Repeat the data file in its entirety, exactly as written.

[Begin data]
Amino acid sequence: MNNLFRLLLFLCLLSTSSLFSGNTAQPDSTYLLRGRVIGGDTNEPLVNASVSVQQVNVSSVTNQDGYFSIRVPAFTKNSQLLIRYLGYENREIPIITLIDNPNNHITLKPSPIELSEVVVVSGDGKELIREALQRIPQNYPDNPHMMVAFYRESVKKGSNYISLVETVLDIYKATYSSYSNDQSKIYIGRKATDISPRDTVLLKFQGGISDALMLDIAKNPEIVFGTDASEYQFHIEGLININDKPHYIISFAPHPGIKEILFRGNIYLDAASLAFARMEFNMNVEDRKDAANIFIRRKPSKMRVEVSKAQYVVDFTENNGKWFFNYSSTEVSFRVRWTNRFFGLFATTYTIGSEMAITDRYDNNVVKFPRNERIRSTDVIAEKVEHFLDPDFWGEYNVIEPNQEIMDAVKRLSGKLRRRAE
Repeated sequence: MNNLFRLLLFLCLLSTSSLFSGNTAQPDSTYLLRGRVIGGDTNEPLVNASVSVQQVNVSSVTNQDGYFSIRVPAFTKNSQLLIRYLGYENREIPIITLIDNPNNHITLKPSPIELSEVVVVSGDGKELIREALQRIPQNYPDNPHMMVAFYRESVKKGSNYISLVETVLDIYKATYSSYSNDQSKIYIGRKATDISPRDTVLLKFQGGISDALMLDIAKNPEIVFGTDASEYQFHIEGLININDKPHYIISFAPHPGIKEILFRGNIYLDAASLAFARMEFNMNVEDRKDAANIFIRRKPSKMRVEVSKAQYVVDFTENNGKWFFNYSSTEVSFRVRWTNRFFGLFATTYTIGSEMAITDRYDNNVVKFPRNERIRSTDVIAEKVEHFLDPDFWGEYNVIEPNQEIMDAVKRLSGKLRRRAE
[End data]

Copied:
Amino acid sequence: MNNLFRLLLFLCLLSTSSLFSGNTAQPDSTYLLRGRVIGGDTNEPLVNASVSVQQVNVSSVTNQDGYFSIRVPAFTKNSQLLIRYLGYENREIPIITLIDNPNNHITLKPSPIELSEVVVVSGDGKELIREALQRIPQNYPDNPHMMVAFYRESVKKGSNYISLVETVLDIYKATYSSYSNDQSKIYIGRKATDISPRDTVLLKFQGGISDALMLDIAKNPEIVFGTDASEYQFHIEGLININDKPHYIISFAPHPGIKEILFRGNIYLDAASLAFARMEFNMNVEDRKDAANIFIRRKPSKMRVEVSKAQYVVDFTENNGKWFFNYSSTEVSFRVRWTNRFFGLFATTYTIGSEMAITDRYDNNVVKFPRNERIRSTDVIAEKVEHFLDPDFWGEYNVIEPNQEIMDAVKRLSGKLRRRAE
Repeated sequence: MNNLFRLLLFLCLLSTSSLFSGNTAQPDSTYLLRGRVIGGDTNEPLVNASVSVQQVNVSSVTNQDGYFSIRVPAFTKNSQLLIRYLGYENREIPIITLIDNPNNHITLKPSPIELSEVVVVSGDGKELIREALQRIPQNYPDNPHMMVAFYRESVKKGSNYISLVETVLDIYKATYSSYSNDQSKIYIGRKATDISPRDTVLLKFQGGISDALMLDIAKNPEIVFGTDASEYQFHIEGLININDKPHYIISFAPHPGIKEILFRGNIYLDAASLAFARMEFNMNVEDRKDAANIFIRRKPSKMRVEVSKAQYVVDFTENNGKWFFNYSSTEVSFRVRWTNRFFGLFATTYTIGSEMAITDRYDNNVVKFPRNERIRSTDVIAEKVEHFLDPDFWGEYNVIEPNQEIMDAVKRLSGKLRRRAE